This book is intended for applications of online digital mapping, called mashups (or composite application), and to analyze the mapping practices in online socio-technical controversies. The hypothesis put forward is that the ability to create an online map accompanies the formation of online audience and provides support for a position in a debate on the Web.
The first part provides a study of the map:
- a combination of map and statistical reason
- crosses between map theories and CIS theories
- recent developments in scanning the map, from Geographic Information Systems (GIS) to Web map.
The second part is based on a corpus of twenty "mashup" maps, and offers a techno-semiotic analysis highlighting the "thickness of the mediation" they are in a process of communication on the Web. Map as a device to "make do" is thus replaced through these stages of creation, ranging from digital data in their viewing, before describing the construction of the map as a tool for visual evidence in public debates, and ending with an analysis of the delegation action against Internet users.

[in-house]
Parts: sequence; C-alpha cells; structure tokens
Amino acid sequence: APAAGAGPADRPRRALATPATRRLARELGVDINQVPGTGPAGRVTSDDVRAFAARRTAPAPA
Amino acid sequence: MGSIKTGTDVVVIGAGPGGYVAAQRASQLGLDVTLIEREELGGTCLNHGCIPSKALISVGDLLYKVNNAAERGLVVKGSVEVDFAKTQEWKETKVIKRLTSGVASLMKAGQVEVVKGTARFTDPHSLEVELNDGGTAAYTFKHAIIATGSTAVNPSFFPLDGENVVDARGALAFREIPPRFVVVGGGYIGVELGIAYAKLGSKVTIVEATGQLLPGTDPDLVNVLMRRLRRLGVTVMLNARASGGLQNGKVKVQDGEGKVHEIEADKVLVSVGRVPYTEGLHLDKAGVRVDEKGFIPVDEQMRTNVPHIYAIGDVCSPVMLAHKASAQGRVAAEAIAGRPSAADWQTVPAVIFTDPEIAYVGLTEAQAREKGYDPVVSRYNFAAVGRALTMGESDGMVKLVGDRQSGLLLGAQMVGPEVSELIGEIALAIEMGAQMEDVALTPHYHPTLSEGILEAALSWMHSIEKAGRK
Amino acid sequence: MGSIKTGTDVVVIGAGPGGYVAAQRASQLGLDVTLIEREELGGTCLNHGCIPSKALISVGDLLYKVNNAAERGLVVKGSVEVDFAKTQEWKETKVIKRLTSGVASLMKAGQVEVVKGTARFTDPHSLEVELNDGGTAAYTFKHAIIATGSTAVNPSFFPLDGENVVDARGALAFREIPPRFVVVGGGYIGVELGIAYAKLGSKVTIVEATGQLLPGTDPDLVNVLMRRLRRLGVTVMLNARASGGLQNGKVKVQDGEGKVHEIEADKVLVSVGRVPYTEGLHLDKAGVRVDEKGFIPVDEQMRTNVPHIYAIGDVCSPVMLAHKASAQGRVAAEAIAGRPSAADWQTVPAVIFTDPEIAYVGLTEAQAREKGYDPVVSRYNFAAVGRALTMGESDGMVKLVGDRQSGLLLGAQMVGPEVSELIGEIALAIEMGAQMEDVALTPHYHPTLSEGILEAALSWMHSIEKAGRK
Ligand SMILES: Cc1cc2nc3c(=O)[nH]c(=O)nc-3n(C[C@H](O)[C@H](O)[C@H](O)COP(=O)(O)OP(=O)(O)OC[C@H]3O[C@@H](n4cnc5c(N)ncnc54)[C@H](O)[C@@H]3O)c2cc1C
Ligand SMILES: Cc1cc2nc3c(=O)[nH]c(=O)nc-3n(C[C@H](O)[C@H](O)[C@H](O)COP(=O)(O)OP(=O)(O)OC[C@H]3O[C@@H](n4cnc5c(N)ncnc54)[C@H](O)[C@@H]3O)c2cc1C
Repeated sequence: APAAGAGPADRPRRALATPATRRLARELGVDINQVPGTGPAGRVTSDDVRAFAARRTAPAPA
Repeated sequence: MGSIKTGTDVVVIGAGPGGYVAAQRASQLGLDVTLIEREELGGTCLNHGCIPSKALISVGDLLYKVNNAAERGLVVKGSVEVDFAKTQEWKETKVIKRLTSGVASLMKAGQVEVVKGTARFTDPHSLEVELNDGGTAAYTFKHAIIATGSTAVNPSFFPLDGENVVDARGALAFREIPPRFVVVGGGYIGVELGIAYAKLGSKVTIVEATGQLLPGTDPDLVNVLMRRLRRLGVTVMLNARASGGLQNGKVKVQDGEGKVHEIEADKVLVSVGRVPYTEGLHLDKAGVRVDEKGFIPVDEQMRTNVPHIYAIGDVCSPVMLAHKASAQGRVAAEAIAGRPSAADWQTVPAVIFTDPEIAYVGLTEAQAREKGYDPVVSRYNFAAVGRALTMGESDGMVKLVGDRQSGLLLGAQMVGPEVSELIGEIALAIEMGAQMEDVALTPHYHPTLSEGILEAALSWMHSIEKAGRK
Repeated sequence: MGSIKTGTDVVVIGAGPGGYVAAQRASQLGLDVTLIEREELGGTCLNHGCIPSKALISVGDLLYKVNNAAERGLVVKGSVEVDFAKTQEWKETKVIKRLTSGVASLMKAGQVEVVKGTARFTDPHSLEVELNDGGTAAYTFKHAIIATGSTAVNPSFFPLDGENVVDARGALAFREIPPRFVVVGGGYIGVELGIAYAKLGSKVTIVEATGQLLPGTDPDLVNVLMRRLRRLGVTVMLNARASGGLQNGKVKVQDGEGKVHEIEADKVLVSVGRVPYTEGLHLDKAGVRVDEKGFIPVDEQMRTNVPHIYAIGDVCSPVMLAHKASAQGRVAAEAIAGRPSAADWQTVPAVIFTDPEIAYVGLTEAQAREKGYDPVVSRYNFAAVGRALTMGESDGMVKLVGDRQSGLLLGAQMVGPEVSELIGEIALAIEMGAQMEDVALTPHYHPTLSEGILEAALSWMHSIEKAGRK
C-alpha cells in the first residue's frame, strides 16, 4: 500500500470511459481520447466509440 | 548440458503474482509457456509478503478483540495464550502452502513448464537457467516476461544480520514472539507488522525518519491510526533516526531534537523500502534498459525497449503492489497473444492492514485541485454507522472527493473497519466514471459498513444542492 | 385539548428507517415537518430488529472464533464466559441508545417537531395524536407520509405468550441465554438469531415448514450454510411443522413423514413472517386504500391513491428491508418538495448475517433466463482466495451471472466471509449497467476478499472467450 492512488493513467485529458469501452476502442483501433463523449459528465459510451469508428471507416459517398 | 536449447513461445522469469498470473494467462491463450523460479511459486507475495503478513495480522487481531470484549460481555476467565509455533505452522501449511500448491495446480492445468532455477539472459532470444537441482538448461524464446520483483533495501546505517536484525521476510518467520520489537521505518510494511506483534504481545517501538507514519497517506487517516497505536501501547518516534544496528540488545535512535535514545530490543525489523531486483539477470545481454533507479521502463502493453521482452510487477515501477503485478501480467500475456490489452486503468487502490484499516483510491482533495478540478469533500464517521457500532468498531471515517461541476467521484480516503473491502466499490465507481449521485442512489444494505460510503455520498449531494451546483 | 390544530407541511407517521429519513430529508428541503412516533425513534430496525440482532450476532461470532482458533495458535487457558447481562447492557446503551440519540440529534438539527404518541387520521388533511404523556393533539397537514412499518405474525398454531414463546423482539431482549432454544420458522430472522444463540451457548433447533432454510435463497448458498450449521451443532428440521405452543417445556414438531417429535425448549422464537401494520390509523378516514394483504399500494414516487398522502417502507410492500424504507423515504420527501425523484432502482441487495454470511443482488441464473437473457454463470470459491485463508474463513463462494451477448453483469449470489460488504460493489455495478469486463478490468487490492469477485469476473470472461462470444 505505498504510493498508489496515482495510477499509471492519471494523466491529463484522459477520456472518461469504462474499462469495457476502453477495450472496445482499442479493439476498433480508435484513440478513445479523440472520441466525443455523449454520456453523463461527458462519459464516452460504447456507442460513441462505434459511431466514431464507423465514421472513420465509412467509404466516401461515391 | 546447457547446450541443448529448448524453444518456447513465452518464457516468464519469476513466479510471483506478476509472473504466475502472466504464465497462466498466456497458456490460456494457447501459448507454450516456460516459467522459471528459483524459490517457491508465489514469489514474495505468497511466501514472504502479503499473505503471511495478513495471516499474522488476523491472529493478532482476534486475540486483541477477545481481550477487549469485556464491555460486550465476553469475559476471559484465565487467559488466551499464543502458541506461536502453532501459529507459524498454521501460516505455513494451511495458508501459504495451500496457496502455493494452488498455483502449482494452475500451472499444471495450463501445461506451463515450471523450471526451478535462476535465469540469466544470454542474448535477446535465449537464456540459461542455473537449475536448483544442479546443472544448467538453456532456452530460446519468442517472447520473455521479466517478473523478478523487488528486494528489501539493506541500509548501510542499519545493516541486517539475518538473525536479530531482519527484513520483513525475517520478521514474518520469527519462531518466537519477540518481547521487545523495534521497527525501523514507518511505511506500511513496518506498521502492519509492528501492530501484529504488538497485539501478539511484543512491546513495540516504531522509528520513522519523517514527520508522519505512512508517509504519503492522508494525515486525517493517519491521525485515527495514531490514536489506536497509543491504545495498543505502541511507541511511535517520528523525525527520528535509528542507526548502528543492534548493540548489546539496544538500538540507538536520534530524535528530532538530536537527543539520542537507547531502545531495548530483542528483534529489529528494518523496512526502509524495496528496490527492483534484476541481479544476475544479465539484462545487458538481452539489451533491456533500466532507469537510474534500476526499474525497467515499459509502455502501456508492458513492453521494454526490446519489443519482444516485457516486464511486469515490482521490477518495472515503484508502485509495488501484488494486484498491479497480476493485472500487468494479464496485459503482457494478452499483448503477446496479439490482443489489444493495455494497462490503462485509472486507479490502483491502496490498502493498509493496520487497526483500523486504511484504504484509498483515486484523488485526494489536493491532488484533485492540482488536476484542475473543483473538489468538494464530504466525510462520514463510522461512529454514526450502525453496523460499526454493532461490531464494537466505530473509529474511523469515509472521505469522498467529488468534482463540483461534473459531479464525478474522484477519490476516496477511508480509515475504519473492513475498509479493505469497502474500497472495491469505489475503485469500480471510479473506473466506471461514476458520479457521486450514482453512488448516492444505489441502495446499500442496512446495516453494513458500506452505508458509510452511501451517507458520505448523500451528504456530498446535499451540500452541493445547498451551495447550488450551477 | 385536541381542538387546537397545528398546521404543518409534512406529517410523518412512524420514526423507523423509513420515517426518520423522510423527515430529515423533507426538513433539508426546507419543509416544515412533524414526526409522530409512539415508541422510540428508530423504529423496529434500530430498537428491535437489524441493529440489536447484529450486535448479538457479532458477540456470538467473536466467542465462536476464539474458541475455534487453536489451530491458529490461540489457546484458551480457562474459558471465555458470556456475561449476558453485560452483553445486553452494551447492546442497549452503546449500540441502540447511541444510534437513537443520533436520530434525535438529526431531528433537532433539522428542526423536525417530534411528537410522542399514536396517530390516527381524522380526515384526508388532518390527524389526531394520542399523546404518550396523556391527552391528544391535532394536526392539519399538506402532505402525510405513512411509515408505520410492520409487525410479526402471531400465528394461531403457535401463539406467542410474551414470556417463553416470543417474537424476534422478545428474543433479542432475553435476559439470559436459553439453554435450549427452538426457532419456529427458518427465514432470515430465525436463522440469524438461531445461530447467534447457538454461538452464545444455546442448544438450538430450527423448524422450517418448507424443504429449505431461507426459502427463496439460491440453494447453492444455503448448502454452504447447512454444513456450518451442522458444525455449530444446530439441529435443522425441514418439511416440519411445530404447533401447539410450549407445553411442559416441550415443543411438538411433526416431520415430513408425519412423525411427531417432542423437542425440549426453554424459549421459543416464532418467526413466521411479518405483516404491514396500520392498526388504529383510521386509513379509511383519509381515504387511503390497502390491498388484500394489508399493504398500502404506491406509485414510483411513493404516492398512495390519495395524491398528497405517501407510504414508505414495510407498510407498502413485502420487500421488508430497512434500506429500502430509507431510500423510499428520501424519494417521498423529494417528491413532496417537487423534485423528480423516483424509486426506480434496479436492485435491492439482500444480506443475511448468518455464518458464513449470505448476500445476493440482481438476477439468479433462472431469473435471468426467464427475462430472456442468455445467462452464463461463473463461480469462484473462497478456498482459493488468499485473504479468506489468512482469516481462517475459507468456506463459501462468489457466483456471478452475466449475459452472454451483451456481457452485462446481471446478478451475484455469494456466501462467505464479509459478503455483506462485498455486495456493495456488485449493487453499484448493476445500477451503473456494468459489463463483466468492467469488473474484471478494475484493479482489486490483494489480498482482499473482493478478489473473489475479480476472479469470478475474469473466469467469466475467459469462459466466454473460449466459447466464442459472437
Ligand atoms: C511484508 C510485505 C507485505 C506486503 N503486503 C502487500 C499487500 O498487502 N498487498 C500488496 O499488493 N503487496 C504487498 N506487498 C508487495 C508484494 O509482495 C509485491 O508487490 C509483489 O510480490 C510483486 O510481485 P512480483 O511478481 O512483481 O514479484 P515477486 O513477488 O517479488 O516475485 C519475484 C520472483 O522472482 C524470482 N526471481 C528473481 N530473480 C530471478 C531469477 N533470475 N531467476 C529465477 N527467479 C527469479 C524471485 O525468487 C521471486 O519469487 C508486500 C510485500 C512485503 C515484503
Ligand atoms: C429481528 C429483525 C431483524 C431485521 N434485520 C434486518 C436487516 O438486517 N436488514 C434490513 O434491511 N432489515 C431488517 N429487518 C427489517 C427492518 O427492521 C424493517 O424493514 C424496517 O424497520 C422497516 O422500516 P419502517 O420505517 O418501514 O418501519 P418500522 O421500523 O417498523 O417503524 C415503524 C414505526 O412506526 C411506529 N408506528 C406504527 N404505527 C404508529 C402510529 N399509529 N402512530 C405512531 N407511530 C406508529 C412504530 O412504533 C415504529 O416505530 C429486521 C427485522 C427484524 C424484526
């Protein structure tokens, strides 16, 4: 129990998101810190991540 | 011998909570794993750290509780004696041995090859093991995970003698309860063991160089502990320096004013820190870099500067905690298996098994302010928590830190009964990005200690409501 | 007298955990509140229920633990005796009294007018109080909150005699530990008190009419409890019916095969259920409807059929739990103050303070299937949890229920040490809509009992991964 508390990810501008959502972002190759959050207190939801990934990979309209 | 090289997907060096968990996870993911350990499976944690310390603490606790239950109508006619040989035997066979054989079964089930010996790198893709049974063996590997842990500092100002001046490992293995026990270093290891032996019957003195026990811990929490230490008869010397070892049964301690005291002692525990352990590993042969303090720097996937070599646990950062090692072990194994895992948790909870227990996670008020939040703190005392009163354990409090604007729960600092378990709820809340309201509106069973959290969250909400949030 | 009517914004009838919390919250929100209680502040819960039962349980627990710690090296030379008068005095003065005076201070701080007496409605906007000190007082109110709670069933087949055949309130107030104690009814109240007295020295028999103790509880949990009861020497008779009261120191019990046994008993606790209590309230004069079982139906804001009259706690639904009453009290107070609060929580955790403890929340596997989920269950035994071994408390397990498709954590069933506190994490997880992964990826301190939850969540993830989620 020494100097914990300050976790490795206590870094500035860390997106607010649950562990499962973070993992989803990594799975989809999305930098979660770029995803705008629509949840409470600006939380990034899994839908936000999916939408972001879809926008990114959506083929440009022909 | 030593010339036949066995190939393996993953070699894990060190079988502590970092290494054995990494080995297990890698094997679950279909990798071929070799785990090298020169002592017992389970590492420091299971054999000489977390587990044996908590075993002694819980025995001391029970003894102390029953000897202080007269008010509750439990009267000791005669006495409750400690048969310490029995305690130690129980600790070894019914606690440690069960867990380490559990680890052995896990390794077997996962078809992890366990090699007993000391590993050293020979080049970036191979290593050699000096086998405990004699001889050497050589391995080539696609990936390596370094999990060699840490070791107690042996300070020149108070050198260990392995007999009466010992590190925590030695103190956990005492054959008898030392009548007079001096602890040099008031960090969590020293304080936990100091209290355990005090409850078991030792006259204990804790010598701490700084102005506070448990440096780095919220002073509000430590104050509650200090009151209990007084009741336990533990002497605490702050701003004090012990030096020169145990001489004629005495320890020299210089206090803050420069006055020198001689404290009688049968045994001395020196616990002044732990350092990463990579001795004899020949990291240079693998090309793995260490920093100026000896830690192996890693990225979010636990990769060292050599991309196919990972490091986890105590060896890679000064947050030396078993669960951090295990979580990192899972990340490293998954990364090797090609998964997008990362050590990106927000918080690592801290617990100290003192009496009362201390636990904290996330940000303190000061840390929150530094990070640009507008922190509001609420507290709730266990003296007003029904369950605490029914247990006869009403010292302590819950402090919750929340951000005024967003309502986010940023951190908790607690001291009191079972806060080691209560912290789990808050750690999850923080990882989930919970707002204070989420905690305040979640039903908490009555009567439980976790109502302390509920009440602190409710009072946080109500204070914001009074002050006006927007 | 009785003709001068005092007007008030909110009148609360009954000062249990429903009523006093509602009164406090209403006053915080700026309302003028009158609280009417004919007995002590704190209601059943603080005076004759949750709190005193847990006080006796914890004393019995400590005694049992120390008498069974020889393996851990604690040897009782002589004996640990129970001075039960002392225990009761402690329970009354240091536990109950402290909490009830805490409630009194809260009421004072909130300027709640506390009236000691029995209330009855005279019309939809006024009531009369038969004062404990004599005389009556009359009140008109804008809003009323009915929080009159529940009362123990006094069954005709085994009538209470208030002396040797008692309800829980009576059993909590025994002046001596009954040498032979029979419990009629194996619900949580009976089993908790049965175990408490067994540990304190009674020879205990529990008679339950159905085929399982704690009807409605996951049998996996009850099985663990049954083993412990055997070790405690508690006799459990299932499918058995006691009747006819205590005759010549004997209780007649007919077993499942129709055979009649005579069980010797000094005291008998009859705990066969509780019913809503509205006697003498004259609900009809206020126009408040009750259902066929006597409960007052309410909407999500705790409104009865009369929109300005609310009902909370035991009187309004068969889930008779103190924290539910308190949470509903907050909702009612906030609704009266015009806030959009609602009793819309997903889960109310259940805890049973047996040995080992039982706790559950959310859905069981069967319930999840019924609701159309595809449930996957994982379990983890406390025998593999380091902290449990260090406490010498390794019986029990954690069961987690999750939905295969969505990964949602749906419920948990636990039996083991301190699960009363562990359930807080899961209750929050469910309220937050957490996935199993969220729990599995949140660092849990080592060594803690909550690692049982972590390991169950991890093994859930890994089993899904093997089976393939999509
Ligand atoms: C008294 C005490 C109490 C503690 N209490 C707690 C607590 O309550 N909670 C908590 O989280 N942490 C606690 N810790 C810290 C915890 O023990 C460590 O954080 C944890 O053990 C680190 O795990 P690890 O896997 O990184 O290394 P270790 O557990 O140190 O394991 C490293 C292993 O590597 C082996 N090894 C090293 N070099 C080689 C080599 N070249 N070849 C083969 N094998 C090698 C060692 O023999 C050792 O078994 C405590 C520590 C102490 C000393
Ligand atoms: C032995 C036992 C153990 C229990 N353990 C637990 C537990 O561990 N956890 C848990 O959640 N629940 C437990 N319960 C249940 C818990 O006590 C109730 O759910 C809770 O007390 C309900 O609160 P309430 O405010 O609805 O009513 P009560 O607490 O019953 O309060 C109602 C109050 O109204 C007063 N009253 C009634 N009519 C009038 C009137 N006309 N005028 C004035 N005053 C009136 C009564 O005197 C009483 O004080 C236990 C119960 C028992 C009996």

The third section provides an analysis of these mapping practices in the case study of the controversy over nuclear radiation following the accident at the Fukushima plant on March 11, 2011. Techno-semiotic method applied to this corpus of radiation map is supplemented by an analysis of web graphs, derived from "digital methods" and graph theory, accompanying the analysis of the previous steps maps (creating Geiger data or retrieving files online), but also their movement, once maps are made.